Defendants' fates Name FunctionChargesVerdict and sentence    1234  Hermann Becker-Freyseng Stabsarzt in the Luftwaffe (Captain, Medical Service of the Air Force); and Chief of the Department for Aviation Medicine of the Chief of the Medical Service of the Luftwaffe I G G   20 years' imprisonment,commuted to 10 years-died 1961 Wilhelm Beiglböck Consulting Physician to the Luftwaffe I G G   15 years' imprisonment, commuted to 10 years-died 1963 Kurt Blome Deputy [of the] Reich Health Leader (Reichsgesundheitsführer); and Plenipotentiary for Cancer Research in the Reich Research Council I I I   acquitted at Doctors' Trial but later convicted by French authorities and sentenced to 20 years-died 1969 Viktor Brack Oberführer (Senior Colonel) in the SS and Sturmbannführer (Major) in theWaffen SS; and Chief Administrative Officer in the Chancellery of theFührer of the NSDAP (Oberdienstleiter, Kanzlei des Führers der NSDAP) I G G G death Karl Brandt Personal physician to Adolf Hitler; Gruppenführer in the SS andGeneralleutnant (Lieutenant General) in the Waffen SS; Reich Commissioner for Health and Sanitation (Reichskommissar für Sanitäts- und Gesundheitswesen); and member of the Reich Research Council (Reichsforschungsrat) I G G G death Rudolf Brandt Standartenführer (Colonel); in the Allgemeine SS; Personal Administrative Officer to Reichsführer SS Himmler (Persönlicher Referent von Himmler); and Ministerial Counsellor and Chief of the Ministerial Office in the ReichMinistry of the Interior I G G G death Fritz Fischer Sturmbannführer (Major) in the Waffen SS; and Assistant Physician to the defendant Gebhardt at the Hospital at Hohenlychen I G G G lifetime imprisonment, commuted to 15 years released 1954; died 2003 Karl Gebhardt Gruppenführer in the SS and Generalleutnant (Lieutenant General) in theWaffen SS; personal physician to Reichsfuehrer SS Himmler; Chief Surgeon of the Staff of the Reich Physician SS and Police (Oberster Kliniker, Reichsarzt SS und Polizei); and President of the German Red Cross I G G G death Karl Genzken Gruppenführer in the SS and Generalleutnant (Lieutenant General) in theWaffen SS; and Chief of the Medical Department of the Waffen SS (Chef des Sanitätsamts der Waffen SS) I G G G lifetime imprisonment, commuted to 20 years released 1954-died 1957 Siegfried Handloser Generaloberstabsarzt (Colonel General, Medical Service); Medical Inspector of the Army (Heeressanitätsinspekteur); and Chief of the Medical Services of the Armed Forces (Chef des Wehrmachtsanitätswesens) I G G   lifetime imprisonment, commuted to 20 years-released/died 1954 Waldemar Hoven Hauptsturmführer (Captain) in the Waffen SS; and Chief Doctor of theBuchenwald concentration camp I G G G death Joachim Mrugowsky Oberführer (Senior Colonel) in the Waffen SS; Chief Hygienist of the ReichPhysician SS and Police (Oberster Hygieniker, Reichsarzt SS und Polizei); and Chief of the Hygienic Institute of the Waffen SS (Chef des Hygienischen Institutes der Waffen SS) I G G G death Herta Oberheuser Physician at the Ravensbrück concentration camp; and Assistant Physician to the defendant Gebhardt at the Hospital at Hohenlychen I G G   20 years' imprisonment, commuted to 10 years released 1952-died 1978 Adolf Pokorny Physician, Specialist in Skin and Venereal Diseases I I I   acquitted Helmut Poppendick Oberführer (Senior Colonel) in the SS; and Chief of the Personal Staff of the Reich Physician SS and Police (Chef des Persönlichen Stabes des Reichsarztes SS und Polizei) I I I G 10 years imprisonment, released 1951-died 1994 Hans Wolfgang Romberg Doctor on the Staff of the Department for Aviation Medicine at the German Experimental Institute for Aviation I I I   acquitted Gerhard Rose Generalarzt of the Luftwaffe (Brigadier General, Medical Service of the Air Force); Vice President, Chief of the Department for Tropical Medicine, and Professor of the Robert Koch Institute; and Hygienic Adviser for Tropical Medicine to the Chief of the Medical Service of the Luftwaffe I G G   lifetime imprisonment, commuted to 20 years released 1955-died 1992 Paul Rostock Chief Surgeon of the Surgical Clinic in Berlin; Surgical Adviser to the Army; and Chief of the Office for Medical Science and Research (Amtschef der Dienststelle Medizinische Wissenschaft und Forschung) under the defendant Karl Brandt, Reich Commissioner for Health and Sanitation I I I   acquitted-died 1956 Siegfried Ruff Director of the Department for Aviation Medicine at the German Experimental Institute for Aviation (Deutsche Versuchsanstalt für Luftfahrt); still researching and publishing in the field of aviation as late as 1989[1] I I I   acquitted Konrad Schäfer Doctor on the Staff of the Institute for Aviation Medicine in Berlin I I I   acquitted Oskar Schröder Generaloberstabsarzt (Colonel General Medical Service); Chief of Staff of the Inspectorate of the Medical Service of the Luftwaffe (Chef des Stabes, Inspekteur des Luftwaffe-Sanitätswesens); and Chief of the Medical Service of the Luftwaffe (Chef des Sanitätswesens der Luftwaffe) I G G   lifetime imprisonment, commuted to 15 years Wolfram Sievers Standartenführer (Colonel) in the SS; Reich Manager of the "Ahnenerbe" Society and Director of its Institute for Military Scientific Research (Institut für Wehrwissenschaftliche Zweckforschung); and Deputy Chairman of the Managing Board of Directors of the Reich Research Council I G G G death Georg August Weltz Oberfeldarzt in the Luftwaffe (Lieutenant Colonel, Medical Service, of the Air Force); and Chief of the Institute for Aviation Medicine in Munich I I I   acquitted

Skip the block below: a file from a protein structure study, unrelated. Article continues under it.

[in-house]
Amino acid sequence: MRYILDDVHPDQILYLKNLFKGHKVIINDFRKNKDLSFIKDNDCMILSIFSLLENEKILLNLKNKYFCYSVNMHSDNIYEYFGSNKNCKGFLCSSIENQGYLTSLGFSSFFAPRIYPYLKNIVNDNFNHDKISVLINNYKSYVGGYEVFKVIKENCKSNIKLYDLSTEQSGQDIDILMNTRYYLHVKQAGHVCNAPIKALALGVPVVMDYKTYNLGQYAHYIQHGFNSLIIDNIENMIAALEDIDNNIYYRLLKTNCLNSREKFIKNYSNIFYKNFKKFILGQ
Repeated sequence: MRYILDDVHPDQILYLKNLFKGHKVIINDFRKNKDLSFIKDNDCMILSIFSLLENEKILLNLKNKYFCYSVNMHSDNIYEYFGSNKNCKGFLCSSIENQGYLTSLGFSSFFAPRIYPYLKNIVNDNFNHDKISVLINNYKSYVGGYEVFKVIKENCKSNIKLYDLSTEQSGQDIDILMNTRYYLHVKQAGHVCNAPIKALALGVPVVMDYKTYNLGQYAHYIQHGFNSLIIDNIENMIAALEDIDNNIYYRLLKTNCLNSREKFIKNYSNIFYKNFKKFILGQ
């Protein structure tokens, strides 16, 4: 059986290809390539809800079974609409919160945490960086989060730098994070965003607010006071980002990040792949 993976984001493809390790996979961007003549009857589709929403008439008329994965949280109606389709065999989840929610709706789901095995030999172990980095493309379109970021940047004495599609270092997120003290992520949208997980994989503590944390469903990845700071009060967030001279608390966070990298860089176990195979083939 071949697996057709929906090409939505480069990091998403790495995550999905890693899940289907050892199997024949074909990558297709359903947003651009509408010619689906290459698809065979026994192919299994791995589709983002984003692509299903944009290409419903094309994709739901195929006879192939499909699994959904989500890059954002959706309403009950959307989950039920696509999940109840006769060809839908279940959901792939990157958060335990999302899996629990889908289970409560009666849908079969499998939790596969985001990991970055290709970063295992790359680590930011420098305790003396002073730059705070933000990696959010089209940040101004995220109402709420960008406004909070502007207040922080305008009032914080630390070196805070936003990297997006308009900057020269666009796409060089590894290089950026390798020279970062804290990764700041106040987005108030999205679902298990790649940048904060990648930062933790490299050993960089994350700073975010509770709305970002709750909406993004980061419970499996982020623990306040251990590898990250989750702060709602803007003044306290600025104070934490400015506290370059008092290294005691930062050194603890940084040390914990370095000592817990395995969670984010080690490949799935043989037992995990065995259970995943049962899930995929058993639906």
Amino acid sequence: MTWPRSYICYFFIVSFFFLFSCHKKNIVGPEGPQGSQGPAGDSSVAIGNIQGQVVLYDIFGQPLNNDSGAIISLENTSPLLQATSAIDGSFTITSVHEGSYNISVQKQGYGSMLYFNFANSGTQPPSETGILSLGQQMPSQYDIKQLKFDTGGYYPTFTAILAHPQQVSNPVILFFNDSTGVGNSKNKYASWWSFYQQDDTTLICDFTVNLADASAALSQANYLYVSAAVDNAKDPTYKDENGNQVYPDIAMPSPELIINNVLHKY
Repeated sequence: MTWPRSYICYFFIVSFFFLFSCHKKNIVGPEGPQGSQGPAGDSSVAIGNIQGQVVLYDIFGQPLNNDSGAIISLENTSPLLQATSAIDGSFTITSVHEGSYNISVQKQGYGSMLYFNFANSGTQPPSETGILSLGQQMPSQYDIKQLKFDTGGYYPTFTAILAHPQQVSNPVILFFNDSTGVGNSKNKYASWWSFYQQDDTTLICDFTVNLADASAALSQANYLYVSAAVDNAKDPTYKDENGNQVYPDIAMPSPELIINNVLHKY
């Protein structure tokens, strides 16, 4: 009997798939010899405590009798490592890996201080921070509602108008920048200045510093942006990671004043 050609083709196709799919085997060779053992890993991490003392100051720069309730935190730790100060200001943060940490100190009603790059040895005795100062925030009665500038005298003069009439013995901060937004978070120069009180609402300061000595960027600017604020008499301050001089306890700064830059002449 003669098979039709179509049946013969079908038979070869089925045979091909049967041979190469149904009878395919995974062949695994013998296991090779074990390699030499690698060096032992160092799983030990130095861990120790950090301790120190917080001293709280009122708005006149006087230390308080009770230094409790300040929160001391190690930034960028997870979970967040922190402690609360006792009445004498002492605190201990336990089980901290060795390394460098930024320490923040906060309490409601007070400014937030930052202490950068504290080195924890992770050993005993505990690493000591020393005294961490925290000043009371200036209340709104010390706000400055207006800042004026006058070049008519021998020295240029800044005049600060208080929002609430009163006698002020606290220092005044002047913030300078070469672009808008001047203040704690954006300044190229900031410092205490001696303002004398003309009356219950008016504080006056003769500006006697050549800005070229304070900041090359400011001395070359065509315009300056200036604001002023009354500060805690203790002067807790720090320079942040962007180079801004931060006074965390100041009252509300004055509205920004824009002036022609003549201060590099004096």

I — Indicted   G — Indicted and found guilty